The fan spinner is designed to push heavier particles to the outside of the flow entering the core and at lower power, during taxiing or reverse thrust when debris is highest, the VBVs open to reject particles to the fan stream, reducing erosion of the compressor blades over time.
“We get at least 1% better performance retention” than the PW1100G, says Gareth Richards, Leap program manager. The VBVs are closed at high power and in the cruise to avoid a performance penalty.
Performance and durability will be confirmed over a planned 60 test engines – 28 for ground testing at CFM and 32 for flight testing by customers – with 40,000 cycles expected to be accumulated before entry into revenue service, compared with around 10,000 cycles for the CFM56-5B/7B program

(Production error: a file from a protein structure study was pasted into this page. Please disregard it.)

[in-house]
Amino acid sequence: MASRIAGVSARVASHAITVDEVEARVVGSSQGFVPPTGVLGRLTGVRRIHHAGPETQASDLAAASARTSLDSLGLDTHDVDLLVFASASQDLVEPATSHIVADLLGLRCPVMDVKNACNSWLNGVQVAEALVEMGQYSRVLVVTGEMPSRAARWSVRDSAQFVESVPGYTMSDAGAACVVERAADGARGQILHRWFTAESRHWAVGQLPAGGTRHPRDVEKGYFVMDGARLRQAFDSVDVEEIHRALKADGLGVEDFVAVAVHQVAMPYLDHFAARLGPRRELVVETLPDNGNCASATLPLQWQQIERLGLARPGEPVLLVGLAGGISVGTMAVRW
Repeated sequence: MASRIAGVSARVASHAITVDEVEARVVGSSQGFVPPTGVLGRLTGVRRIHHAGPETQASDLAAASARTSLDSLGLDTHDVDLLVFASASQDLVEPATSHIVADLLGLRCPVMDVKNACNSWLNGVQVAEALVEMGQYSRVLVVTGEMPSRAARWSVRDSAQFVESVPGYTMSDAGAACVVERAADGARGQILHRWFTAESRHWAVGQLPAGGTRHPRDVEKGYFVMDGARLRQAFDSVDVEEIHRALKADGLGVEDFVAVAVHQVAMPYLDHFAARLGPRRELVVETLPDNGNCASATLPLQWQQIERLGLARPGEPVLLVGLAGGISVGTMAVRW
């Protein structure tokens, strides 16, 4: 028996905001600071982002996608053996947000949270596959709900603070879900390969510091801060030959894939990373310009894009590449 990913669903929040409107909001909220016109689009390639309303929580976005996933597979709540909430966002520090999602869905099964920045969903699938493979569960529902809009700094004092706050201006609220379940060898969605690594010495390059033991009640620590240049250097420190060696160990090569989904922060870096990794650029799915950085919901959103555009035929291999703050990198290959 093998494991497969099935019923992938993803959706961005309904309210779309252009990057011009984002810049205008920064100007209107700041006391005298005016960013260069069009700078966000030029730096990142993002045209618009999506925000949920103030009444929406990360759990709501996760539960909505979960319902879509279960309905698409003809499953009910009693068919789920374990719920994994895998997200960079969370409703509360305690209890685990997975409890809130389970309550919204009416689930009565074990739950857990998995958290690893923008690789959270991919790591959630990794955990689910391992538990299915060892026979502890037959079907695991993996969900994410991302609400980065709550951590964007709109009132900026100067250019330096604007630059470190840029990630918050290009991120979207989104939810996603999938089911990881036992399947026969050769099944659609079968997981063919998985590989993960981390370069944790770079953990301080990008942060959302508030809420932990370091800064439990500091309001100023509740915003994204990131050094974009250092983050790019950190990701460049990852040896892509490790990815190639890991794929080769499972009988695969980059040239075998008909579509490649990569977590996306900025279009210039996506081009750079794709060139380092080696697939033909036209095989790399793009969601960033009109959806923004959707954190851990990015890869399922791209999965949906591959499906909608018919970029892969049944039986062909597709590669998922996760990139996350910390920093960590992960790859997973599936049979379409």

CFM, meanwhile, is gearing up to produce 1,700 engines in 2020, almost all Leap-1s. This will be an increase from the 1,500 engines planned for this year and 1,540 for 2014, all CFM56s. The transition to Leap will begin in 2016.
Already the Leap makes up almost half of the roughly 10,000 engines the joint venture has in backlog: 1,392 Leap-1As for the A320NEO, 2,470 -1Bs for the Boeing 737MAX and 760 -1Cs for the Comac C919.